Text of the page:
MPs pass Brexit bill at second reading – but reject timetable

© UK Parliament / Jessica Taylor

The House of Commons voted in favour of Boris Johnson’s Brexit bill at its second reading tonight by a majority of 30, with 329 votes to 299. This win for the Prime Minister is supposed to allow the withdrawal agreement legislation to proceed to the next stage.

But MPs have also voted to reject the government’s programme motion by 322 votes to 308, with a majority of 14. In the chamber earlier, Boris Johnson said he could decide to pull the Brexit bill if this motion were to fall and an extension of significant length were granted.

At that point, the Prime Minister vowed that he would try to trigger an early election again. This is dependent, however, on the length of the EU’s offer of a Brexit delay.

Parliamentarians voted down the preferred timetable put forward by the government because they were concerned that the complex piece of legislation would otherwise have been rushed through without proper scrutiny and thorough debate.

The Labour Party said it would “remain available to seek to agree a consensus on a timetable to scrutinise this deal that would command the support of all sides of the House”, according to a letter from opposition chief whip Nick Brown.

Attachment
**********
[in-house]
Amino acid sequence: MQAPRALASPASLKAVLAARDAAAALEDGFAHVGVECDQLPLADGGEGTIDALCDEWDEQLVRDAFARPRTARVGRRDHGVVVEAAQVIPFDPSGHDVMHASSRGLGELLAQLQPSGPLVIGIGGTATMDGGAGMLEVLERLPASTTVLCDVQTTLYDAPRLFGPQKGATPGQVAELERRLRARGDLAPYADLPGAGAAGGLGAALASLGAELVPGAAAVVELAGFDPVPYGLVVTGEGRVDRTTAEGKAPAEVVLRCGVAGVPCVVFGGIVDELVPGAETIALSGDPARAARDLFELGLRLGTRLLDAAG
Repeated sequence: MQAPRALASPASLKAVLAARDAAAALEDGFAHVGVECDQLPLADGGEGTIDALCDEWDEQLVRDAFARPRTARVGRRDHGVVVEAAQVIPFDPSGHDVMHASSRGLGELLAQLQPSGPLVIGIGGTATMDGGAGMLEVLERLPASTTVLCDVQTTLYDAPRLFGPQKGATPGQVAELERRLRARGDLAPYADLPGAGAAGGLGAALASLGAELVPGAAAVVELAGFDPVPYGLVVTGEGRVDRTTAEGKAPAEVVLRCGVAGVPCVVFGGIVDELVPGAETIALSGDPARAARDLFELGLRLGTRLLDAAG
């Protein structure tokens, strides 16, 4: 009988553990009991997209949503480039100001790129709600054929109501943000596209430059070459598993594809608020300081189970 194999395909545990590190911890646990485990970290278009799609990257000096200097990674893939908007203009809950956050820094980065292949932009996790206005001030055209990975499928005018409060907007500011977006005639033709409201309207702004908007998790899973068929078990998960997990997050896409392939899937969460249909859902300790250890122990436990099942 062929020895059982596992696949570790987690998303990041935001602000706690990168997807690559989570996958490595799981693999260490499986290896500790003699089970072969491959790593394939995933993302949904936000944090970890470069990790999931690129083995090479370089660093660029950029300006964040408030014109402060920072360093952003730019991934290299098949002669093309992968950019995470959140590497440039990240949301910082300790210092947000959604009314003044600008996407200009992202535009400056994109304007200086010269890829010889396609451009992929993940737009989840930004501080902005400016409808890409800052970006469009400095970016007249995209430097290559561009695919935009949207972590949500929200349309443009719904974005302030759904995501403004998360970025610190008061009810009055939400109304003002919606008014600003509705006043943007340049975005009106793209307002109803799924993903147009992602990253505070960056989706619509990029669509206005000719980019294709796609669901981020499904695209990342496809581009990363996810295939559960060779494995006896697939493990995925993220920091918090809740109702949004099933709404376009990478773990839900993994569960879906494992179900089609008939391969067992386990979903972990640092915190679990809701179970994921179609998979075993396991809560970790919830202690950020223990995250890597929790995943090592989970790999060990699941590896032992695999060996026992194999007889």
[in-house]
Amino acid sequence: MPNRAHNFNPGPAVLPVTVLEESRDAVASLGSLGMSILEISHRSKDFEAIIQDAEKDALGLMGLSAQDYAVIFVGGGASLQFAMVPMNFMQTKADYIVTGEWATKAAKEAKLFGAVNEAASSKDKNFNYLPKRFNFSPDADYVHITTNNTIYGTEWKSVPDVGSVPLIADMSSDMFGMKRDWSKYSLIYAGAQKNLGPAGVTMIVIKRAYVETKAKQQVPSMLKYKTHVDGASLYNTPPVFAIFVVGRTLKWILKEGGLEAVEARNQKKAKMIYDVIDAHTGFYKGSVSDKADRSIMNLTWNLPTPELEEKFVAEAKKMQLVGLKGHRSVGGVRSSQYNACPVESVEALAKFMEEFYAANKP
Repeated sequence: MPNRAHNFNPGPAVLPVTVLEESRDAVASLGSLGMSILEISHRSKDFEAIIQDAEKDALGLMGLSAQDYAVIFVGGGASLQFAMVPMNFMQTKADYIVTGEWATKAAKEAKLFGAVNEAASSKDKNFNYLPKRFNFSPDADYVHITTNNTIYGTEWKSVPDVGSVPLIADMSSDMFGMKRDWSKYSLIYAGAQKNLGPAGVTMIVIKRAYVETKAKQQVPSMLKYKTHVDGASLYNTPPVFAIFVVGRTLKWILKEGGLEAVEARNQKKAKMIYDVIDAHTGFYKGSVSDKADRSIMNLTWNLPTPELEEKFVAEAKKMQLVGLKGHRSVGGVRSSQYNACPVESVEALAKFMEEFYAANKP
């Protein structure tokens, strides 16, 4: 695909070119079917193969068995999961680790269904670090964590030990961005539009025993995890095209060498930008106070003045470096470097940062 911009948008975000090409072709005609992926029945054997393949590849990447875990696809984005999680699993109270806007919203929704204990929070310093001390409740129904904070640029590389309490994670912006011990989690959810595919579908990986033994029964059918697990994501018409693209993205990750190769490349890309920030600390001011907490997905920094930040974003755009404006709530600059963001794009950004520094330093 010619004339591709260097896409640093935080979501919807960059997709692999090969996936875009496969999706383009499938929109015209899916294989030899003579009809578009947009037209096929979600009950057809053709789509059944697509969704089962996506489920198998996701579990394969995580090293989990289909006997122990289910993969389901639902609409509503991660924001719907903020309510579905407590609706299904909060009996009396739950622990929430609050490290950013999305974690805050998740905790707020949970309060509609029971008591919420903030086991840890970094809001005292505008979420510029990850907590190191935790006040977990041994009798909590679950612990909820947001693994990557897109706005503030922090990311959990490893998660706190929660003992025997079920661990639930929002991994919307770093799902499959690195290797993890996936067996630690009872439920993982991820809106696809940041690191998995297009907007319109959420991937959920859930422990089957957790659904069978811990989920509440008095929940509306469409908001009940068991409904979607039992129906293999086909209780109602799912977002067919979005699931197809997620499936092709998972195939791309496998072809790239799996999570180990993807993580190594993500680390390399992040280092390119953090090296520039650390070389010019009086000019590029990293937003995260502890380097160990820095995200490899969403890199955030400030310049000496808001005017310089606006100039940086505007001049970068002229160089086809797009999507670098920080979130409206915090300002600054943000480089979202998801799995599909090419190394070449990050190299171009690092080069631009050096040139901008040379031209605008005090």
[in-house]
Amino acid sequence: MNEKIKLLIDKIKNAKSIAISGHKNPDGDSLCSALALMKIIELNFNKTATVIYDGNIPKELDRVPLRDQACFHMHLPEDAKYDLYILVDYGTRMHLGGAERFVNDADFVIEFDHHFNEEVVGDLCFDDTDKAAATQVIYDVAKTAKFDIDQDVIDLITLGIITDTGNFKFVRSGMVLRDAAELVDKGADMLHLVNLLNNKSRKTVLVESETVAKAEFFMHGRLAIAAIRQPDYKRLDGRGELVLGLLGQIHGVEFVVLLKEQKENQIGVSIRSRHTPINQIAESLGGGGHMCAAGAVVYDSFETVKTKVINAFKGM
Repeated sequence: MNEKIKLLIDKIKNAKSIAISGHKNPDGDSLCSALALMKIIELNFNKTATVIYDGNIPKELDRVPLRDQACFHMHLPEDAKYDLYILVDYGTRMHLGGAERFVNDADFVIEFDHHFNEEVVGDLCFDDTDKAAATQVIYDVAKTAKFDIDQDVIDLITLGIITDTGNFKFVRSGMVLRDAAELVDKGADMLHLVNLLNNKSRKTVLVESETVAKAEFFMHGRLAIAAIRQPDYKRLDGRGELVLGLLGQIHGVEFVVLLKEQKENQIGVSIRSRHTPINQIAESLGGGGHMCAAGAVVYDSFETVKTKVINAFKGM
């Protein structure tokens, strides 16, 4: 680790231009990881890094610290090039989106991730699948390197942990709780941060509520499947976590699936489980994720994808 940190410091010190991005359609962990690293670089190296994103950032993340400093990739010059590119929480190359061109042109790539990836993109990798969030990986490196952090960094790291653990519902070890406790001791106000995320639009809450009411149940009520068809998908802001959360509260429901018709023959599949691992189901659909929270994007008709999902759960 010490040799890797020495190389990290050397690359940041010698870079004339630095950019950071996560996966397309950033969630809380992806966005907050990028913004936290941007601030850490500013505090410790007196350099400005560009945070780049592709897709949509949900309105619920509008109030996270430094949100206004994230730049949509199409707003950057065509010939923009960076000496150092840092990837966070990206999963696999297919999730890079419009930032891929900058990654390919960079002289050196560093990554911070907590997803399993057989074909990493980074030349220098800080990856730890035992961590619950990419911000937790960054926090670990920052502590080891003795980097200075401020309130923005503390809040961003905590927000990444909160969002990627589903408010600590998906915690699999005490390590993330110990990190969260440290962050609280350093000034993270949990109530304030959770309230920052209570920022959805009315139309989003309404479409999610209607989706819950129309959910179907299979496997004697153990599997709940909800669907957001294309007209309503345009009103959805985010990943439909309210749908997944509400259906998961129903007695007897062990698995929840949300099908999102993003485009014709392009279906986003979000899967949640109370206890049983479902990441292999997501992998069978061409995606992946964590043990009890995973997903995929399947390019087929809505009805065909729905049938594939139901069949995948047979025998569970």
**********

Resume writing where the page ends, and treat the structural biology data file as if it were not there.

Reacting to the results of the votes in the chamber, Jeremy Corbyn said: “Tonight, the House has refused to be bounced into debating a hugely significantly piece of legislation in just two days with barely any notice or an analysis of the economic impact of this bill.

“The Prime Minister is the author of his own misfortune. So I make this offer to him tonight: work with all of us to agree a reasonable timetable, and I suspect this House will vote to debate, scrutinise – and I hope amend – the detail of this bill.

The Labour leader concluded: “That would be the sensible way forward, and that’s the offer I make on behalf of the opposition tonight.”

In response, Boris Johnson expressed disappointment over the Commons opting for further delay. He said the EU “must make up their minds over how to answer parliament’s request for a delay”. 

Rather than announce that he would now try to force an early election, the Prime Minister claimed that the government would “accelerate” preparations for no deal and pause the Brexit legislation.

Labour rebels

Voted for the Brexit bill at second reading (19): Sir Kevin Barron, Sarah Champion, Rosie Cooper, Jon Cruddas, Gloria de Piero, Jim Fitzpatrick, Caroline Flint, Mike Hill, Dan Jarvis, Emma Lewell-Buck, John Mann, Grahame Morris, Lisa Nandy, Melanie Onn, Stephanie Peacock, Jo Platt, Ruth Smeeth, Laura Smith, Gareth Snell.

Voted for the programme motion (5): Sir Kevin Barron, Jim Fitzpatrick, Caroline Flint, Kate Hoey, John Mann.

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